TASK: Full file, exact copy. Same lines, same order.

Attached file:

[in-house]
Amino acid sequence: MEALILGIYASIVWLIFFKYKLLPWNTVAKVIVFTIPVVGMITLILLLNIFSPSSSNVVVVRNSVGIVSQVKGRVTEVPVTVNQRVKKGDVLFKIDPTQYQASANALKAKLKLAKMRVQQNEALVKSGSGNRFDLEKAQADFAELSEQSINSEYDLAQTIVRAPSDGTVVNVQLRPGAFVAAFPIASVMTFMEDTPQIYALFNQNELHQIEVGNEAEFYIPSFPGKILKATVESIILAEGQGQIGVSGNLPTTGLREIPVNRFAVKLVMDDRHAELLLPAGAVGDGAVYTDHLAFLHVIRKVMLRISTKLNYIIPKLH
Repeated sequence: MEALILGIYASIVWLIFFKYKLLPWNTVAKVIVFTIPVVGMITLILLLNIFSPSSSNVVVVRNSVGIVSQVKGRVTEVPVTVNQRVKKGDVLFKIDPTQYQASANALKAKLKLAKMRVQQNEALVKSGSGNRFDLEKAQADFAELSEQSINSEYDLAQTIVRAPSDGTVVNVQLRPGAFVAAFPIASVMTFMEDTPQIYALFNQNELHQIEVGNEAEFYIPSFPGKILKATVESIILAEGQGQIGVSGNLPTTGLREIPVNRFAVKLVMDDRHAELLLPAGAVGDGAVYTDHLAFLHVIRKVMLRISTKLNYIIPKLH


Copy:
[in-house]
Amino acid sequence: MEALILGIYASIVWLIFFKYKLLPWNTVAKVIVFTIPVVGMITLILLLNIFSPSSSNVVVVRNSVGIVSQVKGRVTEVPVTVNQRVKKGDVLFKIDPTQYQASANALKAKLKLAKMRVQQNEALVKSGSGNRFDLEKAQADFAELSEQSINSEYDLAQTIVRAPSDGTVVNVQLRPGAFVAAFPIASVMTFMEDTPQIYALFNQNELHQIEVGNEAEFYIPSFPGKILKATVESIILAEGQGQIGVSGNLPTTGLREIPVNRFAVKLVMDDRHAELLLPAGAVGDGAVYTDHLAFLHVIRKVMLRISTKLNYIIPKLH
Repeated sequence: MEALILGIYASIVWLIFFKYKLLPWNTVAKVIVFTIPVVGMITLILLLNIFSPSSSNVVVVRNSVGIVSQVKGRVTEVPVTVNQRVKKGDVLFKIDPTQYQASANALKAKLKLAKMRVQQNEALVKSGSGNRFDLEKAQADFAELSEQSINSEYDLAQTIVRAPSDGTVVNVQLRPGAFVAAFPIASVMTFMEDTPQIYALFNQNELHQIEVGNEAEFYIPSFPGKILKATVESIILAEGQGQIGVSGNLPTTGLREIPVNRFAVKLVMDDRHAELLLPAGAVGDGAVYTDHLAFLHVIRKVMLRISTKLNYIIPKLH